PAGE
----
CSX stock price recovers after management shake-up

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JACKSONVILLE, Fla. — CSX investors seem to have recovered from shocking news after an unexpected management shake-up Tuesday saw the railroad's chief of operations move to take the top spot at an airline.

As of 11:23 a.m. Eastern time Wednesday, shares of CSX Corp., parent of CSX Transportation, were up $0.20 to $28.20 from the market closing price on Tuesday. Shares in the company briefly dipped to $27 late Tuesday as news of the shake-up spread through the markets.

CSX Corp. announced on Tuesday that Oscar Munoz, president and chief operating officer, resigned to become president and chief executive officer of United Continental Holdings Group, the holding company which owns United Airlines. CSX chairman and chief executive officer Michael Ward announced a series of senior management changes after Munoz resigned.

Munoz joined CSX Transportation in May 2003 as chief financial officer, executive vice president, and chief operating officer. He also became chief financial officer for CSX Corp. in May 2003.  In January 2012, Munoz became executive vice president and chief operating officer, and in February 2015, was named president and chief operating officer. Prior to joining CSX, Munoz held financial leadership positions at AT&T, Coca-Cola Enterprises, the Coca-Cola Company, and U.S. West Communications.

At age 56, Munoz’s departure from CSX came as a surprise to many, especially considering that he was widely thought to be CSX’s choice to become the chief executive at some point in the future. However, he had served as a director of Continental Airlines since 2004, and became a director of United Airlines after the merger of United and Continental in 2010. Moreover, Munoz’s move to United comes immediately after the resignation of former United CEO Jeff Smisek and two senior executives due to a federal investigation into allegations that the airline traded favors with the chairman of the Port Authority of New York and New Jersey.

The management changes associated with Munoz’s departure include the promotion of Clarence Gooden from executive vice president and chief sales and marketing officer to president, who will now oversee operations as well as sales and marketing. Gooden began his railroad career in 1970 with a CSX predecessor railroad, and has served as a leader in the sales, marketing and operations organizations at CSX. In April 2009, CSX fined Gooden for overstating his academic credentials on his corporate biography. Gooden listed that he had a B.A degree from the University of Georgia but, although the university confirmed that he attended from 1970-1973, it said Gooden was not awarded a degree.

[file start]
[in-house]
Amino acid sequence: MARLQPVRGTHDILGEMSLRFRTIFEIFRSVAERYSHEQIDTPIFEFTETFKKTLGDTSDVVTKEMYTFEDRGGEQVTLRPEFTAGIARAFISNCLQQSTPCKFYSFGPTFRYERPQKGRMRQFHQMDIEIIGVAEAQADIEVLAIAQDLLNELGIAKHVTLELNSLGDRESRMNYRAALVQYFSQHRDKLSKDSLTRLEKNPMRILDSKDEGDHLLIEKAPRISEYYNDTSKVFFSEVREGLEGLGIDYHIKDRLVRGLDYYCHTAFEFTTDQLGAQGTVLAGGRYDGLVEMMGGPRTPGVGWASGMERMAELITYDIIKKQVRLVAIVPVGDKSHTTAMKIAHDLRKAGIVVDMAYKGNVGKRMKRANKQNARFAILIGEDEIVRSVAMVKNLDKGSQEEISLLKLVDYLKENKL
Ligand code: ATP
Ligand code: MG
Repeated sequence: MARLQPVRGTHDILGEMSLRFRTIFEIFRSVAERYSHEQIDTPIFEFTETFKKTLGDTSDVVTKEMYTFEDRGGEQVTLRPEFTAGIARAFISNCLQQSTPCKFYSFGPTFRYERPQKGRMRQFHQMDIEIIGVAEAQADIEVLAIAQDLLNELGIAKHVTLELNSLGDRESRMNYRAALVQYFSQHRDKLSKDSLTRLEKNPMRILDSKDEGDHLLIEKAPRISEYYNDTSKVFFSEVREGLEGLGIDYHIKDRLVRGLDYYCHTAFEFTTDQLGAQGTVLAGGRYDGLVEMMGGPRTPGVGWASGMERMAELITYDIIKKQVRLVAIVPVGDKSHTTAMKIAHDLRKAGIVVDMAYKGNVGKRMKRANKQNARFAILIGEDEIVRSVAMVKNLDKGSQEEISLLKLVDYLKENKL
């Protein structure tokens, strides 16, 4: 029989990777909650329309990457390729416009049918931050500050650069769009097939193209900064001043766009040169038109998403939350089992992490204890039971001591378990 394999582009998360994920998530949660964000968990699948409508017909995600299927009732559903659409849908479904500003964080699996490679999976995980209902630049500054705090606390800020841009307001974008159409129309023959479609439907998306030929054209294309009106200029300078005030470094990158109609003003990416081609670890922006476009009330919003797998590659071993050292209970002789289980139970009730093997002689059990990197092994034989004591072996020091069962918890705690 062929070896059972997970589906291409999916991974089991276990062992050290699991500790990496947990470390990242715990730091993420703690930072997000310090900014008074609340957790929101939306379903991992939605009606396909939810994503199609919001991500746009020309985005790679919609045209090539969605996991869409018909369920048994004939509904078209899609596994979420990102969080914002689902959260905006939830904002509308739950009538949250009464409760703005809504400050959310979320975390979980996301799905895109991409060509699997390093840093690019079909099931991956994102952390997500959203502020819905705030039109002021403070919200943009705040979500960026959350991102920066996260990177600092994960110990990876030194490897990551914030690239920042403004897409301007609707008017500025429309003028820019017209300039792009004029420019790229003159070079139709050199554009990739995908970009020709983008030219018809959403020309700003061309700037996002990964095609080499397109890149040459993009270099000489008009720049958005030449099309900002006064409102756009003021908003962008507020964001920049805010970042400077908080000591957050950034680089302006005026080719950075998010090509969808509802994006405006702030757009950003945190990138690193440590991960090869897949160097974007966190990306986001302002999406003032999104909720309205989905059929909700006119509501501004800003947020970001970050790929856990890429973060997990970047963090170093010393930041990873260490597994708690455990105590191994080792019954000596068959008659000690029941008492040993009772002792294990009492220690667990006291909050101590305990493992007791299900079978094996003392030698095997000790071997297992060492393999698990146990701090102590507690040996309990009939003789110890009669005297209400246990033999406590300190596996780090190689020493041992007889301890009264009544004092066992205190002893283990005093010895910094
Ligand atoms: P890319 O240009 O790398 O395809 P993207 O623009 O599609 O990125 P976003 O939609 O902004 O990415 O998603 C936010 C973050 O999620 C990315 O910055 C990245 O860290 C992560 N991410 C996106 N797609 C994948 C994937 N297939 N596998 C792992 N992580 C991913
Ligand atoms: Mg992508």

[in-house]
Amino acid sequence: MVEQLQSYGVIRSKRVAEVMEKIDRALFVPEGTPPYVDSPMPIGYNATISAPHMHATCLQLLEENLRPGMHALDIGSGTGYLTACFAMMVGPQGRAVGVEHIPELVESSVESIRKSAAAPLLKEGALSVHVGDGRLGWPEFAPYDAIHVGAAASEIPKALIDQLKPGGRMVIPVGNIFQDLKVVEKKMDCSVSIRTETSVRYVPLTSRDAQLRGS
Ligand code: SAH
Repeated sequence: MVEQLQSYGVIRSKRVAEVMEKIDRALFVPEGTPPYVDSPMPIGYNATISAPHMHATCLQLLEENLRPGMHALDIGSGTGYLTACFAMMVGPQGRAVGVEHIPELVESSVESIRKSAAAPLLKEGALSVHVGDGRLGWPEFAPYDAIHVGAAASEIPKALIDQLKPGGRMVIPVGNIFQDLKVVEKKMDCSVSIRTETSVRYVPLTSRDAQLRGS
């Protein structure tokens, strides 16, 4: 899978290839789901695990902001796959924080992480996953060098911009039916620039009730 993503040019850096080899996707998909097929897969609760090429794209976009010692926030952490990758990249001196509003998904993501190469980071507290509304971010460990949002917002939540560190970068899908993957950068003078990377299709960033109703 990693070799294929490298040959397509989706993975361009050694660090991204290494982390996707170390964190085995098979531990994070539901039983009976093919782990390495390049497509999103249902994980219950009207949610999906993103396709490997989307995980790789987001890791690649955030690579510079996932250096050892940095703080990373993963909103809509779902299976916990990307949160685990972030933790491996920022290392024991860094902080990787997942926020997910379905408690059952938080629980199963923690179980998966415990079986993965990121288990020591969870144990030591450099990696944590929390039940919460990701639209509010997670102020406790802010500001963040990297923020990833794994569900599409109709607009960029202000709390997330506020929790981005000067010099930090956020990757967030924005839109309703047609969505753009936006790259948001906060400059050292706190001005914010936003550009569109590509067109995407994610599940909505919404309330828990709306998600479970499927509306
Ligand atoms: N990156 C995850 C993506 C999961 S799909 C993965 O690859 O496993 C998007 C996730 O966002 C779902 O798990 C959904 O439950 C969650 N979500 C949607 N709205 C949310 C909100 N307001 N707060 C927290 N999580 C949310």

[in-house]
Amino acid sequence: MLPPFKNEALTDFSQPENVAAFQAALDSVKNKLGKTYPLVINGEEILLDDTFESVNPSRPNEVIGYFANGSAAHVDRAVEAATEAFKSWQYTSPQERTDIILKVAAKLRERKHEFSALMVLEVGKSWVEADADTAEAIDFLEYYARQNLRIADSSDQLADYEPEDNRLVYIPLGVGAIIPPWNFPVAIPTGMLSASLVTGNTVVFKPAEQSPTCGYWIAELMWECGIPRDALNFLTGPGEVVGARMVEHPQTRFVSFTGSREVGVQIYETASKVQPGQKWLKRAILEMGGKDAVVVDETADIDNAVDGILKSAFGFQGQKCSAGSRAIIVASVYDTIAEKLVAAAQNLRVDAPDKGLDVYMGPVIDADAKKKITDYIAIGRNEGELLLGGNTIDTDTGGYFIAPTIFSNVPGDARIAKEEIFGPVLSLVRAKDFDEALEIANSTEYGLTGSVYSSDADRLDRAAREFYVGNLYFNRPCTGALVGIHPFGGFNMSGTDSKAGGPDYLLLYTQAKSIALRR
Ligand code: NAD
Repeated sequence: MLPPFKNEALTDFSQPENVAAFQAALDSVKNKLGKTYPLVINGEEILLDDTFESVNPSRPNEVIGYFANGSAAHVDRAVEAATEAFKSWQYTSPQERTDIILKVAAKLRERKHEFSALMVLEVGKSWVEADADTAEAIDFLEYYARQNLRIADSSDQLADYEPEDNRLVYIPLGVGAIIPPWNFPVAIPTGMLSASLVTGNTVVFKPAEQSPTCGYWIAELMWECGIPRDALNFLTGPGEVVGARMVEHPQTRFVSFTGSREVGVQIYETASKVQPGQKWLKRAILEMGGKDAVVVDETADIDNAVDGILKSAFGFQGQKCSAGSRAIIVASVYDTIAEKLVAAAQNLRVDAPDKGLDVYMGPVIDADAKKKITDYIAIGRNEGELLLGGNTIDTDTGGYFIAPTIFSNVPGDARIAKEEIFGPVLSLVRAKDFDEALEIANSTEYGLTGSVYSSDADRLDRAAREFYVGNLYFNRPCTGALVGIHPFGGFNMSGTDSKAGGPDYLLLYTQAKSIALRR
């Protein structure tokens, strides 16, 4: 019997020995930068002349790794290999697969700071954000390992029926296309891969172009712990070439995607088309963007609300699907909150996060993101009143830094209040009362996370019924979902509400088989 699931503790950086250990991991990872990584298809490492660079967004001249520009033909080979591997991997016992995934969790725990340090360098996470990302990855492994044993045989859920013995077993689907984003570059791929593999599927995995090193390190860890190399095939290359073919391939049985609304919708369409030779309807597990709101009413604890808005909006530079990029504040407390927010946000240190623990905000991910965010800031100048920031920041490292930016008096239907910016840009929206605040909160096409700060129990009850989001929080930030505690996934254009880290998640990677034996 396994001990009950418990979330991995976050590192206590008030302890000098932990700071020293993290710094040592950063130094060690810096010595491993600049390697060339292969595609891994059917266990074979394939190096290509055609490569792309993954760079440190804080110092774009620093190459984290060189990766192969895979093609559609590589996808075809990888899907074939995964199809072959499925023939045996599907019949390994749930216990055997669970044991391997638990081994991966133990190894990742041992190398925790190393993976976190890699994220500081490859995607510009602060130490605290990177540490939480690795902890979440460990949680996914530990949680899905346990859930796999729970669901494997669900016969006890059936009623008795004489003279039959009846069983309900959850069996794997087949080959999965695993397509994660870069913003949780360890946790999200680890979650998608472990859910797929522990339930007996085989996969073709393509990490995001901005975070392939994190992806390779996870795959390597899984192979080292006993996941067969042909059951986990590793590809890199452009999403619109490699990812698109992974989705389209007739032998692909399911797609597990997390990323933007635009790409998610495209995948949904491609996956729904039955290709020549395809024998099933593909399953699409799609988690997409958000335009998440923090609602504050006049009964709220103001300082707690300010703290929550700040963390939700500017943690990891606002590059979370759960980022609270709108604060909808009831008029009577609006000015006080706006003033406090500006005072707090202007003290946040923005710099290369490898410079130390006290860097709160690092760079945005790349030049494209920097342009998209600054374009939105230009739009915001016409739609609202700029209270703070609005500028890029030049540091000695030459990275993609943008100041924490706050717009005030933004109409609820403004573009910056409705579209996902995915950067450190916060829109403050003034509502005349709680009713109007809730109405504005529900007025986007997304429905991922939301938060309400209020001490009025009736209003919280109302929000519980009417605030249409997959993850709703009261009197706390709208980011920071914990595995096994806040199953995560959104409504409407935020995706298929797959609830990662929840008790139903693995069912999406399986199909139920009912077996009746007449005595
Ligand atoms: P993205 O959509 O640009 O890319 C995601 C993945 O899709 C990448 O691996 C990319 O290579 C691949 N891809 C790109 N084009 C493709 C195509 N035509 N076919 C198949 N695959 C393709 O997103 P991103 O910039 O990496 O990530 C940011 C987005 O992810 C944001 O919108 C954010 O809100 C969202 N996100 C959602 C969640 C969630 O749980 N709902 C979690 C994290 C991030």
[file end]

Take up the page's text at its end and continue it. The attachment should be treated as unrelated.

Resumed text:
Cindy Sanborn, formerly executive vice president – operations, has been appointed executive vice president and chief operating officer. Sanborn joined CSX in 1987, and has served in a variety of operating positions during her career at CSX, including superintendent of the Detroit and Baltimore divisions of the railroad, vice president and chief transportation officer. Sanborn is the daughter of former Conrail president Richard D. Sanborn, who died of a heart attack at age 52, just six weeks after assuming the presidency of the railroad. The elder Sanborn also served in senior executive positions at Seaboard Coast Line Industries and CSX.

As NewsWire reported yesterday, Fredrik J. Eliasson has been appointed executive vice president and chief sales and marketing officer, and Frank A. Lonegro was named executive vice president and chief financial officer.

NEWSWIRETrains News Wire

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